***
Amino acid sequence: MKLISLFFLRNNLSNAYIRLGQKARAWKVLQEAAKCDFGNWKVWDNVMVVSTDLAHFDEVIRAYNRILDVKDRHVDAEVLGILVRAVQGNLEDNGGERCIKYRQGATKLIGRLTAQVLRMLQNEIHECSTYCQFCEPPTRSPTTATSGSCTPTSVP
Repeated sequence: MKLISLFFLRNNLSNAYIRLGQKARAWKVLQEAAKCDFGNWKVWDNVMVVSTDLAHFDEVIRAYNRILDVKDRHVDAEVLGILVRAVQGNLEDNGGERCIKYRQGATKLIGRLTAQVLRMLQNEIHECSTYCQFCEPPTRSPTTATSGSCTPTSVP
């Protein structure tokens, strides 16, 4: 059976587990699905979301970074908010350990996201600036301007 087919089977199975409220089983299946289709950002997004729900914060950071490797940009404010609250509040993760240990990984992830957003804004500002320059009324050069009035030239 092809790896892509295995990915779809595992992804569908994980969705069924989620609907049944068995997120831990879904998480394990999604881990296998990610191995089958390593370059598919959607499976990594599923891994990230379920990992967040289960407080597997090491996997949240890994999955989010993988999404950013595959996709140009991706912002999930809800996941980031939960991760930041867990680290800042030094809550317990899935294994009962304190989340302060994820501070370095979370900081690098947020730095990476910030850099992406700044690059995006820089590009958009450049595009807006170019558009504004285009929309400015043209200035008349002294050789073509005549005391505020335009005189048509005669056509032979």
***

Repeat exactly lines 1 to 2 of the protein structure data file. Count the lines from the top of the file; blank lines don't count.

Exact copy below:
Amino acid sequence: MKLISLFFLRNNLSNAYIRLGQKARAWKVLQEAAKCDFGNWKVWDNVMVVSTDLAHFDEVIRAYNRILDVKDRHVDAEVLGILVRAVQGNLEDNGGERCIKYRQGATKLIGRLTAQVLRMLQNEIHECSTYCQFCEPPTRSPTTATSGSCTPTSVP
Repeated sequence: MKLISLFFLRNNLSNAYIRLGQKARAWKVLQEAAKCDFGNWKVWDNVMVVSTDLAHFDEVIRAYNRILDVKDRHVDAEVLGILVRAVQGNLEDNGGERCIKYRQGATKLIGRLTAQVLRMLQNEIHECSTYCQFCEPPTRSPTTATSGSCTPTSVP